Posts Tagged ‘george romney’

The Day I was bullied by Romney.

May 12, 2012

Mitt Romney circa 1962

Several weeks ago I did a blog post entitled: “I was  Mitt Romney’s Boss“.  If you recall, in 1962 when I was 16 years old, I was a volunteer for the Republican   gubernatorial candidate in Michigan, George W. Romney.  They put me in charge of the mimeograph room where I worked for the summer. Shortly after I began, the candidate’s son, Mitt, joined me and we spent  the next few months  together cranking out campaign flyers and strategy notebooks.

The recent news about Romney’s “hi-jinks” as a teenager has brought up a pretty ugly memory of that summer, one that I have repressed for the last 50 years, but about which I can  be silent no longer. I’m ready to talk about the day I was bullied by Romney.

It was mid-August. Always a hot and gritty time in Detroit.  The campaign was moving into high gear. We were all excited about the new poll results that had just been released showing that George Romney was soaring ahead of the colorless Democratic candidate, John Swainson. To celebrate I asked my mother to take me shopping at Hudson’s to buy a festive outfit that I would wear to the headquarters the following day.

The next morning I put on my new lavender velveteen “smoking” jacket, attached the accompanying pink ascot to the collar of my shirt, and headed down to the Romney for Governor  offices.

When I opened the door, I saw Mitt at the mimeograph. He didn’t look up. He was trying to take out some paper that had gotten jammed in the drum. Mitt was dressed in his usual clothes. Old jeans and a torn t-shirt with mimeograph ink smudges almost covering up the silk screened message: “Real Men Do It in a Rambler.”

Then, pulling out the jammed paper, he said, “Andy, dang it,  I think we got it now.” He  turned toward  me. I was still standing in the doorway,  trying to look nonchalant, just  kind of waiting for him to tell me what a cool outfit I had on.

But that isn’t what happened. Instead  Mitt did a double take. His mouth dropped just about down to his pupik. Then as if experiencing a gradual realization of something hideous, his visage turned ugly, even sinister; his expression changed into a crooked sneer.

“Well,” he snarled, “If it isn’t Liberace.”

I didn’t really understand the sub-text of his comment, so I said in all innocence, “Not really. I’ve never learned to play the piano. My mom took me shopping yesterday for this new outfit. I thought it would bring a little color to the mimeograph room.”

For the rest of the morning, Romney was silent. It wasn’t that he behaved with any kind of hostility. He just ignored me. Wouldn’t look me in the eye.  When I tried to help him crank the machine, he pulled his hand away and gave me  a dark look.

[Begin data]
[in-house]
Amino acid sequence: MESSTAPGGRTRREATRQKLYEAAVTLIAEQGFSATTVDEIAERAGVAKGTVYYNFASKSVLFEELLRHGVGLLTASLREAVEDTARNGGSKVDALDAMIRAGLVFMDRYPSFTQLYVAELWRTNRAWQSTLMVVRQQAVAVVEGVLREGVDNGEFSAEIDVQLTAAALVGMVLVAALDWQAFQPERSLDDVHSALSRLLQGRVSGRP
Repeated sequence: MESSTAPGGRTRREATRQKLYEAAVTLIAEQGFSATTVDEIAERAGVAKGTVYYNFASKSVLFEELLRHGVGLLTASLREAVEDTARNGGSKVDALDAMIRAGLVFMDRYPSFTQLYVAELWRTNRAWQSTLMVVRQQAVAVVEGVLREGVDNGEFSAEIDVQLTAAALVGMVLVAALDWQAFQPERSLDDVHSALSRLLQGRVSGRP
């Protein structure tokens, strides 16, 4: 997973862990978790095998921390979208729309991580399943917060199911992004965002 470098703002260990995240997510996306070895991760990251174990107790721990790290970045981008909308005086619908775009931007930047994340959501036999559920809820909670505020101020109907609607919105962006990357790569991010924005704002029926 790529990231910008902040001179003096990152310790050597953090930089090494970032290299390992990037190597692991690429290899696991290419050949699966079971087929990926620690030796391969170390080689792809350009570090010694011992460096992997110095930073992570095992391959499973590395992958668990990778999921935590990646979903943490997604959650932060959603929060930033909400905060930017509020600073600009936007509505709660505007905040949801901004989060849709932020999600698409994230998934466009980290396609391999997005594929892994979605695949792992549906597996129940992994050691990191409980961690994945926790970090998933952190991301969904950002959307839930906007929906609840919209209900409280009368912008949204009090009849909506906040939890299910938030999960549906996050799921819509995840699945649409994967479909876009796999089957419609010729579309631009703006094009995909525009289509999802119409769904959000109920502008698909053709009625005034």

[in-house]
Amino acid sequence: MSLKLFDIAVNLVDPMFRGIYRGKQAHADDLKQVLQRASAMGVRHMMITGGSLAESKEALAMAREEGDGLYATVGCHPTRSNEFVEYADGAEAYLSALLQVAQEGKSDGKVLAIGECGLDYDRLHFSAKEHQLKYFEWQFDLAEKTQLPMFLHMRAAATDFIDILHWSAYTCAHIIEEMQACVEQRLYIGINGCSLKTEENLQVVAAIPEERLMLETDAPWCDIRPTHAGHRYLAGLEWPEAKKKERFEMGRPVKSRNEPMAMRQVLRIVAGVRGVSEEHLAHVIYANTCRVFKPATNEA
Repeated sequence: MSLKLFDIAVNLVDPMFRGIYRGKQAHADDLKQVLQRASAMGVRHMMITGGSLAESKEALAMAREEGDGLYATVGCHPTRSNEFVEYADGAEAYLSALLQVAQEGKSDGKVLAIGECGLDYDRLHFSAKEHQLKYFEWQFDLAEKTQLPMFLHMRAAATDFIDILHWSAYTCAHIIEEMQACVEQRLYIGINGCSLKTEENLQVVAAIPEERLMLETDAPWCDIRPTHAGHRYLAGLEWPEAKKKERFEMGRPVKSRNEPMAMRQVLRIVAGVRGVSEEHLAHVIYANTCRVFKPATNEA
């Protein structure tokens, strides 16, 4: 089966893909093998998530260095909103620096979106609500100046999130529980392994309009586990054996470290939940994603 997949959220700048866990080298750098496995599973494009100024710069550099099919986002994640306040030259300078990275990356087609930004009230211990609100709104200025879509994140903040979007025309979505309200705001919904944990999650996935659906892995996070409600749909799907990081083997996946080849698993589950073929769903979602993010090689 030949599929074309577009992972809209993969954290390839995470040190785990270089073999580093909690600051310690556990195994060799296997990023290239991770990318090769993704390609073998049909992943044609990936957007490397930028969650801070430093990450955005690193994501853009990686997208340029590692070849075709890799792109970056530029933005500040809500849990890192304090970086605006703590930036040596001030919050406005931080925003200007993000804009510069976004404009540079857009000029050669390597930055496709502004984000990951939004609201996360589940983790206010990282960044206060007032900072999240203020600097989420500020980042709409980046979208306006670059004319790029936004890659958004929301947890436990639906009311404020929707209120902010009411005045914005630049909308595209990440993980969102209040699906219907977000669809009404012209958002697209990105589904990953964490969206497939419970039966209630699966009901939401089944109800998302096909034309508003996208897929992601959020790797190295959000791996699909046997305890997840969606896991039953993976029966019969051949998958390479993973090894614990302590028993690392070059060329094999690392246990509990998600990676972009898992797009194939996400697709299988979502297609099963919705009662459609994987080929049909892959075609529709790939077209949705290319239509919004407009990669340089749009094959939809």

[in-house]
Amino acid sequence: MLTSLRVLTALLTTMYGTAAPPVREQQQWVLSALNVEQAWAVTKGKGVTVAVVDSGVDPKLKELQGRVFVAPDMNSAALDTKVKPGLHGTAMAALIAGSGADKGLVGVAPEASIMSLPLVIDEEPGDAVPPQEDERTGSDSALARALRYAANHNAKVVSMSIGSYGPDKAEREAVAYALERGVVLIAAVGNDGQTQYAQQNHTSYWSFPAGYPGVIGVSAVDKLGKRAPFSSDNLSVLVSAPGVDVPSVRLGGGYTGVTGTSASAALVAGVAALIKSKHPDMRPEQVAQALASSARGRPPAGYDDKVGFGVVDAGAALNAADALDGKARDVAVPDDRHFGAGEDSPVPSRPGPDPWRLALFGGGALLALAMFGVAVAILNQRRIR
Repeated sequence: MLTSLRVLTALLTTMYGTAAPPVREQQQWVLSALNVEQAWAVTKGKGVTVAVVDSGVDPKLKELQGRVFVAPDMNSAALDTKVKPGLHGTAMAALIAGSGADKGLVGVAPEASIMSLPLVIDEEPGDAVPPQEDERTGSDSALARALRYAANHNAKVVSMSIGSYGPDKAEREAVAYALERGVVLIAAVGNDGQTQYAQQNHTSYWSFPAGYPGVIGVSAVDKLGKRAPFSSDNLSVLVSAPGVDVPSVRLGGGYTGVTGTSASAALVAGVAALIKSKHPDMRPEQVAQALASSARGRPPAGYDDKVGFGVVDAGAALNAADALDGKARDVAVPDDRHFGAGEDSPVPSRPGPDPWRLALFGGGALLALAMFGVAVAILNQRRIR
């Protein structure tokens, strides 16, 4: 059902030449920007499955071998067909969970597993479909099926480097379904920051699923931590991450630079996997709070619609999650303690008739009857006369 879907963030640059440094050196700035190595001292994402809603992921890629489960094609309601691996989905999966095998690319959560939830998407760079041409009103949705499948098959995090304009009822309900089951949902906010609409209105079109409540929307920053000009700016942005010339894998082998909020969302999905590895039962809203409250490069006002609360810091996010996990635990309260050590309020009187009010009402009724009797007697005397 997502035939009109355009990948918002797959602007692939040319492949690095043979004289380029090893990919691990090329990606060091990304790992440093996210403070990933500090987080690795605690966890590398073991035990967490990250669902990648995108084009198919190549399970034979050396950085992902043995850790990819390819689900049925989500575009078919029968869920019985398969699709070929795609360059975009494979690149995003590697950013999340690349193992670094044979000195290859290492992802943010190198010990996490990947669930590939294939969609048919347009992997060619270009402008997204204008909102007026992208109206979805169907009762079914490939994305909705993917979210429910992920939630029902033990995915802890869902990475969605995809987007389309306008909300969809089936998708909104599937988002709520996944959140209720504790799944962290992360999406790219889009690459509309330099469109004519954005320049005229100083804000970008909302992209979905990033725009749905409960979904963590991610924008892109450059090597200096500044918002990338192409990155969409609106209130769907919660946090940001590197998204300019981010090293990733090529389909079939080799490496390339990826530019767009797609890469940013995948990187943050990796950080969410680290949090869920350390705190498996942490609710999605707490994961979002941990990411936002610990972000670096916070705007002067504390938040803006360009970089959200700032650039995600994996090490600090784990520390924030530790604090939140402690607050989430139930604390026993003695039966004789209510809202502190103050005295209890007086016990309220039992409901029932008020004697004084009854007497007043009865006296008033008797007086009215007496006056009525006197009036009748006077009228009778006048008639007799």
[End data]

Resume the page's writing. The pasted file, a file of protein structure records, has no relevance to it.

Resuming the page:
Finally, in order to break the ice a little, I told him that maybe we could take a break. I offered to buy him some brunch. At that point, Mitt completely lost it.  He started screaming at me. I don’t remember the exact words. Something like: “You can take your domestic partnerships and shove them up your ass.”

Then Mitt grabbed me by my hair. It was long then, a  shock of it came down over one of my eyes. With his other hand he pushed my head into the hollow drum of the mimeograph machine and started cranking it around.

Finally he stopped and yanked my head out. I backed away and looked in the mirror. What I saw left me grief stricken. Needless to say my ascot was unrecognizable, turned black by mimeograph ink,  the lapels of my smoking jacket in tatters.  We had been copying flyers that his dad was going to hand out at the Cadillac Plant in Hamtramck the following day. On my forehead there was a smudged but readable print of the  headline in 48 point Times New Roman font saying: “Romney for Jobs.”

That was all. He told me to get out and if I ever showed my face again at the headquarters, he would tie me to the top of the  family station wagon, drive to the south of town and dump me into the Detroit River.

I try to practice forgiveness in my life. To be able to do so has always been a grace. But I realize now that, in spite of the fact that this horrific memory has been repressed for 50 years, it has had a profound impact on me that continues to this day. In a sense, the entire arc of my life has been an attempt to overcome the humiliation I felt from that encounter with Romney. How else would you explain the fact that every morning when I get out of bed,  I put on a safari suit and pith helmet and insist that Leslie and Hayley refer to me as: “Sahib”? Or what happened on Leslie’s last birthday, when I surprised her by waking her up and taking her out to the driveway where I presented her with  a brand new Humvee painted in desert camouflage.